Impact of a Family-Based Obesity Prevention Intervention on Parental Body Composition

dc.contributor.advisorBuchholz, Andrea
dc.contributor.advisorHaines, Jess
dc.contributor.authorAmbrose, Tory
dc.date.accessioned2017-07-12T20:16:55Z
dc.date.available2019-06-01T05:00:20Z
dc.date.copyright2017-06
dc.date.created2017-06-15
dc.date.issued2017-07-12
dc.degree.departmentDepartment of Family Relations and Applied Nutritionen_US
dc.degree.grantorUniversity of Guelphen_US
dc.degree.nameMaster of Scienceen_US
dc.degree.programmeFamily Relations and Applied Nutritionen_US
dc.description.abstractLittle is known about the effect of family-based, obesity prevention interventions on parental body composition, as studies focus on children’s body composition. The Guelph Family Health Study is a randomized controlled trial focused on creating healthy behaviour change in families with preschool-aged children. Families in the Guelph ON area were randomized to control (no home visits), 2 home visits (2HV) or 4 home visits (4HV) with a health educator, and were followed for 6 months. This sub-study examined the effect of the intervention on parental body composition outcomes, including fat mass (%, measured using a BOD POD™), waist circumference (WC, cm), BMI (kg/m2) and body mass (kg), in a sample of 35 families (26 mothers, 32 fathers). An analysis to determine differences in body composition between intervention groups was performed using generalized estimating equations (GEE) to account for familial correlations (adjusted for parental age, sex, household income and baseline measures). At 6-month follow-up (immediately post-intervention), the 2HV group had a lower body mass (p=0.0168), and at 18-month follow up, had significantly lower WC (p=0.0197), when compared to control. In a sub-analysis of parents who were overweight/obese at baseline (BMI ≥25 kg/m2), the 2HV group had lower WC (p=0.0029) and body mass (p=0.0400) at 6-month follow-up when compared to control. At 18-month follow up, the 2HV group had significantly lower WC (p=0.007), BMI (p=0.0139) and body mass (p=0.0068) when compared to control. In parents classified as normal weight at baseline (BMI <25 kg/m2), the 4HV group had lower fat mass (p=0.0371), while the 2HV group had lower BMI (p=0.0159) and body mass (p=0.0064), at 6-month follow-up, both compared to control. There were no significant differences at 18-month follow up. Family-based, obesity prevention interventions have a positive impact on parental body composition, regardless of parents’ baseline weight status. These positive impacts are sustained at 18-month follow up (1-year post-intervention) by those who are overweight/obese at baseline. Our results show that family-based interventions can have positive, unintended results on parental body composition indicating family-based interventions should be explored as a possible intervention approach to improve weight outcomes in parents.en_US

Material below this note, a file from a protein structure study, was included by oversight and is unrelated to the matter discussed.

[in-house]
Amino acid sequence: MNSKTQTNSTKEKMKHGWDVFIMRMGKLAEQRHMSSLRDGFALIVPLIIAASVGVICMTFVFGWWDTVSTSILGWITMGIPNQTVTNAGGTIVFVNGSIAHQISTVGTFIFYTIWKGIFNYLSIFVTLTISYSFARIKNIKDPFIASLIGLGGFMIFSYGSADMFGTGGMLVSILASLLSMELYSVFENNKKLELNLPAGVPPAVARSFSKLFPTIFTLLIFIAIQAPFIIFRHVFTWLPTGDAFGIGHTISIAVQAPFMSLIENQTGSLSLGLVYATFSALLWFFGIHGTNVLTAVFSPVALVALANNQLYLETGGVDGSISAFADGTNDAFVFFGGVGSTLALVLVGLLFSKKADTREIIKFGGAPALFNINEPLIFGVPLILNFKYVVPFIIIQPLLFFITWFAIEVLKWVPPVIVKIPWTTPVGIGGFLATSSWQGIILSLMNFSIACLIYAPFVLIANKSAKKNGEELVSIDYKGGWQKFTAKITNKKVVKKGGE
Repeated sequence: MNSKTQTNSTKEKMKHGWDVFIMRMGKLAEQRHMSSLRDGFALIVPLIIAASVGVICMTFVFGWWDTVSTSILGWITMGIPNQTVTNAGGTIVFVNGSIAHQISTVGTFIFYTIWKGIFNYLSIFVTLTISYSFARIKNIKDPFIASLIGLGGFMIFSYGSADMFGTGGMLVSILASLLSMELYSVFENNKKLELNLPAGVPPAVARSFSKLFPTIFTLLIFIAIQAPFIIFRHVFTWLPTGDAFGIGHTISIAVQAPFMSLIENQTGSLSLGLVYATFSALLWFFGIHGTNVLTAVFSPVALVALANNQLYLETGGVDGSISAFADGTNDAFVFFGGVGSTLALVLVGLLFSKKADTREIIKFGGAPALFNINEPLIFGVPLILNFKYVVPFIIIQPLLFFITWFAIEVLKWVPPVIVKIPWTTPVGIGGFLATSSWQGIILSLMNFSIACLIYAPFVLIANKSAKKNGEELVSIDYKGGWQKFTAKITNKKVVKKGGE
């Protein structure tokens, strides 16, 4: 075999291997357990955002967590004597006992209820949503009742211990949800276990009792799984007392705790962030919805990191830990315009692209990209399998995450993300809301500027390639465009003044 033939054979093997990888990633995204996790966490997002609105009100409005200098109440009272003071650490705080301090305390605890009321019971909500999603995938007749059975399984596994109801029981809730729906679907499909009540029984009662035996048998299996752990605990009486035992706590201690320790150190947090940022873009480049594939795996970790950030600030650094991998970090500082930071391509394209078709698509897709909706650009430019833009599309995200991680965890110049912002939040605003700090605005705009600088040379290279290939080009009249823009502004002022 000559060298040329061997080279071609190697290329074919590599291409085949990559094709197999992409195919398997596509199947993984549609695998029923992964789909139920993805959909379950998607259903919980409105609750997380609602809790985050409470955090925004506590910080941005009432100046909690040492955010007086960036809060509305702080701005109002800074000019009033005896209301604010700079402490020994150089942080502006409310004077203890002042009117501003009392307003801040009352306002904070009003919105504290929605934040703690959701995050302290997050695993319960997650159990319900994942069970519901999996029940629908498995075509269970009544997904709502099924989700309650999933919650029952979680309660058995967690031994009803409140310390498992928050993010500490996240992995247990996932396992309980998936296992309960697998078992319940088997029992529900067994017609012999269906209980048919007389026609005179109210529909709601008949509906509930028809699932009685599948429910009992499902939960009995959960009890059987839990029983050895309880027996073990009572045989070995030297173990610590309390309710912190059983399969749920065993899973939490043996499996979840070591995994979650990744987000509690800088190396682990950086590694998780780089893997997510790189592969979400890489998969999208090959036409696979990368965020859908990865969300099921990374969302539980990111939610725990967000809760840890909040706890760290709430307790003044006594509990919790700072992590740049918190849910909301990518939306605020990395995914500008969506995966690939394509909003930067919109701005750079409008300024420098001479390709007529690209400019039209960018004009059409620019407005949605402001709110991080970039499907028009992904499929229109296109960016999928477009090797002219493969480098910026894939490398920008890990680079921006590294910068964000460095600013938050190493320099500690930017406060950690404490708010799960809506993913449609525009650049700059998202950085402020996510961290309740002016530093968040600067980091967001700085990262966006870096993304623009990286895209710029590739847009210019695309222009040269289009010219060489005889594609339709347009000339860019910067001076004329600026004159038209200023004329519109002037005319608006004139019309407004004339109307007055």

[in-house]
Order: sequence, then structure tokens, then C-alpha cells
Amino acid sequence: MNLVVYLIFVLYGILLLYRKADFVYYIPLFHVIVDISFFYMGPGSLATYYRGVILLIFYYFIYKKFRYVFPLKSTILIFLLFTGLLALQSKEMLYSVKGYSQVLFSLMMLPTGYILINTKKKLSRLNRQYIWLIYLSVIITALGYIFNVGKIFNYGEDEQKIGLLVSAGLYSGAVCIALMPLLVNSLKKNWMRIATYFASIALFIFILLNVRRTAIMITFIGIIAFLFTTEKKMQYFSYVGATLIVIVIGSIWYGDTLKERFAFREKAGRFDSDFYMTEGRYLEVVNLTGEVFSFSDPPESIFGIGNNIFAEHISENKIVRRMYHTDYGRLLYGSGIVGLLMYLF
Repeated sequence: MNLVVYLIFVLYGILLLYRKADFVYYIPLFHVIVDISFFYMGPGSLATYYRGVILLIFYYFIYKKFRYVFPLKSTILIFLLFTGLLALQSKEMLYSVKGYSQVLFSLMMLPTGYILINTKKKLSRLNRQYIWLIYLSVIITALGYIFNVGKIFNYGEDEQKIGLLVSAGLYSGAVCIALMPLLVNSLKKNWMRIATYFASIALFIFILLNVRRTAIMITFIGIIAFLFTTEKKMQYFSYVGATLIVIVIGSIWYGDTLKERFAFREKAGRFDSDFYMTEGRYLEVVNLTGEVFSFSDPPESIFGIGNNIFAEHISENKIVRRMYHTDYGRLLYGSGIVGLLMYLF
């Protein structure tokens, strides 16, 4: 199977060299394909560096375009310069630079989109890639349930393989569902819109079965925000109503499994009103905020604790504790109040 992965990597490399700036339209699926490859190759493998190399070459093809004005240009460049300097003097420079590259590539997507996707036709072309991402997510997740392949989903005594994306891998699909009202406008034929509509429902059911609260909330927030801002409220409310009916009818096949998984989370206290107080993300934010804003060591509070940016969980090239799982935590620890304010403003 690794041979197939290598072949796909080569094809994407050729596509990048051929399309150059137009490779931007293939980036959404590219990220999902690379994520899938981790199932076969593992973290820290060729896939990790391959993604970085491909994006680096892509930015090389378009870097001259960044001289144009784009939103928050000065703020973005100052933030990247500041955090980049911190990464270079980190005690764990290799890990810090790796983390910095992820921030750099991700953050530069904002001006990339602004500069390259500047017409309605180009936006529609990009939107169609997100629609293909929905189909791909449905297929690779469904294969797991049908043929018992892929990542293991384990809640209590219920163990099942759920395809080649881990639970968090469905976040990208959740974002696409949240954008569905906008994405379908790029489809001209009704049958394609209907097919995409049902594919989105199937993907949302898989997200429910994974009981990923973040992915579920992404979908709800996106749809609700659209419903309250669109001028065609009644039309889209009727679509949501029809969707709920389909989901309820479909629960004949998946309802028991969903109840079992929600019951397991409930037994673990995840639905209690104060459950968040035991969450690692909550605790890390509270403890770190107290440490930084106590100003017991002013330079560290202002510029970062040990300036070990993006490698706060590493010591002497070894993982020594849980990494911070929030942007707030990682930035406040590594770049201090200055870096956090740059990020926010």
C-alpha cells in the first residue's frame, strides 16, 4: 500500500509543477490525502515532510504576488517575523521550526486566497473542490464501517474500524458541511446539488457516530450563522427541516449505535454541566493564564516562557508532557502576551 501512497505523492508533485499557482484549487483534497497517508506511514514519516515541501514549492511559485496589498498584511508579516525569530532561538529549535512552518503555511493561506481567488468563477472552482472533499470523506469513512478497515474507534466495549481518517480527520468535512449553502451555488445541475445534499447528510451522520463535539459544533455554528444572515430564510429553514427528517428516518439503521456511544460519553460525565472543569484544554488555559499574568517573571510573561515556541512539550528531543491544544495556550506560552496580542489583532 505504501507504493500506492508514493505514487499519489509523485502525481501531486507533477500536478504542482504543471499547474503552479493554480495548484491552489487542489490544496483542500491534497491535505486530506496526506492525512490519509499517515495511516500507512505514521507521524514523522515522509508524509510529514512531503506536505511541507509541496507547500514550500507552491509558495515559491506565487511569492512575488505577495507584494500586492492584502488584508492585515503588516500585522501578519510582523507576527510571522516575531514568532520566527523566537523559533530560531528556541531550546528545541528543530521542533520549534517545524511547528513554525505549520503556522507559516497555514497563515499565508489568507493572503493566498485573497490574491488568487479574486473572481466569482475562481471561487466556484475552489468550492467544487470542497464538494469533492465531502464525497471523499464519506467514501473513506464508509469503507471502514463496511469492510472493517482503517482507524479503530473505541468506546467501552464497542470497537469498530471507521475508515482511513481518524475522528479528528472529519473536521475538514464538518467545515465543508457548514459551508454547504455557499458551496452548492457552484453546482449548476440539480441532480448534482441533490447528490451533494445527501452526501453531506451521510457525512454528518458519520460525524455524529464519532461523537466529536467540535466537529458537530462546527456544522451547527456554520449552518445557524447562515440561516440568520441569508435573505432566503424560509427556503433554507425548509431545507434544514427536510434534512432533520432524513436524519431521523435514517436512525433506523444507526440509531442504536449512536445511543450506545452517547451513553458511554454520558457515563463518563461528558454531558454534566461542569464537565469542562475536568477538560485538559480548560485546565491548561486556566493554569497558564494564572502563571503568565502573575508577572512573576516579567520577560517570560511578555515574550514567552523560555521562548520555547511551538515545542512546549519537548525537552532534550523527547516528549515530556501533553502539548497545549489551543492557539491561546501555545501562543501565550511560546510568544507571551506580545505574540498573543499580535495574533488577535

dc.identifier.urihttp://hdl.handle.net/10214/11170
dc.language.isoenen_US
dc.publisherUniversity of Guelphen_US
dc.rights.licenseAll items in the Atrium are protected by copyright with all rights reserved unless otherwise indicated.
dc.subjectobesityen_US
dc.subjectbody compositionen_US
dc.subjectparentsen_US
dc.titleImpact of a Family-Based Obesity Prevention Intervention on Parental Body Compositionen_US
dc.typeThesisen_US

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